MP AND CUMBRIA TOURISM JOIN FORCES AGAINST VAT RISE TO PROTECT LOCAL HOSPITALITY INDUSTRY
Tim Farron MP and Cumbria Tourism have joined forces against the proposed rise in VAT. The Chancellor, Rishi Sunak, lowered the rate to 12.5% to combat the effects of the pandemic but plans to return the rate to 20% in early April. Cumbria Tourism have discovered in a recent survey of their circa 2500 member businesses that the proposed VAT rise was the fourth biggest concern for members.
As the tourism and hospitality industries are one of the biggest employers within Cumbria the proposed rise is of particular concern following the COVID-19 pandemic and in the wake of the rising costs of living. In 2020 overseas residents flying to the UK fell by 96% and overall, the pandemic is estimated to have cost the UK tourism industry £2 Billion.
Tim Farron and Cumbria Tourism are calling on the Chancellor to not go ahead with the planned rise in VAT.
Tim has said, "The tourism and hospitality industries are fundamental to Cumbrian life. The pandemic has been devastating on these industries and whilst the lowered VAT rate has helped boost the economy a little it is nowhere near recovered enough for the rates to return to 20%.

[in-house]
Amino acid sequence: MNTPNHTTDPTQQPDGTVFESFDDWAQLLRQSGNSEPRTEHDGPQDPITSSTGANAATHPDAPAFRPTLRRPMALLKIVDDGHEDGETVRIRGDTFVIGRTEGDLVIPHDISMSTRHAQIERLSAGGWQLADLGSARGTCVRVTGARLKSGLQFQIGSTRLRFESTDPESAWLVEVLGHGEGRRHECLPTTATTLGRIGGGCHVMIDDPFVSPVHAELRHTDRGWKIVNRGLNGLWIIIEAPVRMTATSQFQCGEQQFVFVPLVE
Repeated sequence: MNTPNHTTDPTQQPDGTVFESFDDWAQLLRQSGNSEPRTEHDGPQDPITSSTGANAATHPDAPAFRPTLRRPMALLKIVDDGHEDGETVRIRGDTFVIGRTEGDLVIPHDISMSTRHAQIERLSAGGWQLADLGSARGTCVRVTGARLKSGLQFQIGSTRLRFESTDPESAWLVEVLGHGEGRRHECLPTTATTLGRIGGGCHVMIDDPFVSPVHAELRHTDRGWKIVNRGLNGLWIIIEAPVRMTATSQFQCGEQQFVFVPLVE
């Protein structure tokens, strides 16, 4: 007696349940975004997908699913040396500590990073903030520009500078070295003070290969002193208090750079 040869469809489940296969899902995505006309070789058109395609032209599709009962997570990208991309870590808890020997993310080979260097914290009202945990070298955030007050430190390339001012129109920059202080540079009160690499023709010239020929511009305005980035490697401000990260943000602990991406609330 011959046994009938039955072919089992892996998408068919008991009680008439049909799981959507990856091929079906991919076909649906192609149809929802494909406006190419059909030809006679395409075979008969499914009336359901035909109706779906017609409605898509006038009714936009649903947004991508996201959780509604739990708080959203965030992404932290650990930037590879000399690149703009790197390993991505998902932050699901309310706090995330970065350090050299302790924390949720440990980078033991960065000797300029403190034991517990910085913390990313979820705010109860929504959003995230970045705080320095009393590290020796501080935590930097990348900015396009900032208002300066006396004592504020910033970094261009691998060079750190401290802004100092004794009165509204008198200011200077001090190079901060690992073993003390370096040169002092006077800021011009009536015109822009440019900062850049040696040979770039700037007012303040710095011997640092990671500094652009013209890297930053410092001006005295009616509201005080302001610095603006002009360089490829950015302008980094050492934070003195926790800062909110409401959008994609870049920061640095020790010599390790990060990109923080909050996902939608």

"We also need to keep people in employment and these local businesses will not be able to do that if they have to keep raising prices to keep up with VAT and other rising costs of living. Keeping VAT low is fundamental to keeping our local high streets thriving."
Gill Haigh, managing director of Cumbria Tourism, has added, "The impact of COVID-19 had a catastrophic impact for the county's tourism industry in 2020, wiping £2billion off the value of our visitor economy. Whilst Government support has been hugely welcomed, significant challenges remain - not least around recruitment, which is now potentially holding back future growth. Combined with rising costs and supply issues, many tourism and hospitality businesses continue to struggle and we continue to urge Government to extend the discounted VAT rate.
"At the same time, there is also huge opportunity. Looking ahead, there is the chance to capitalise on the new 'staycation' experience, convert the 'new' visitors we have attracted over the past 18 months into repeat custom and increase short breaks out of season.
"Now is the time to seize the moment, invest and really take tourism seriously as an economic driver for the UK and extending the discounted VAT rate would be one way the Government can help make that happen."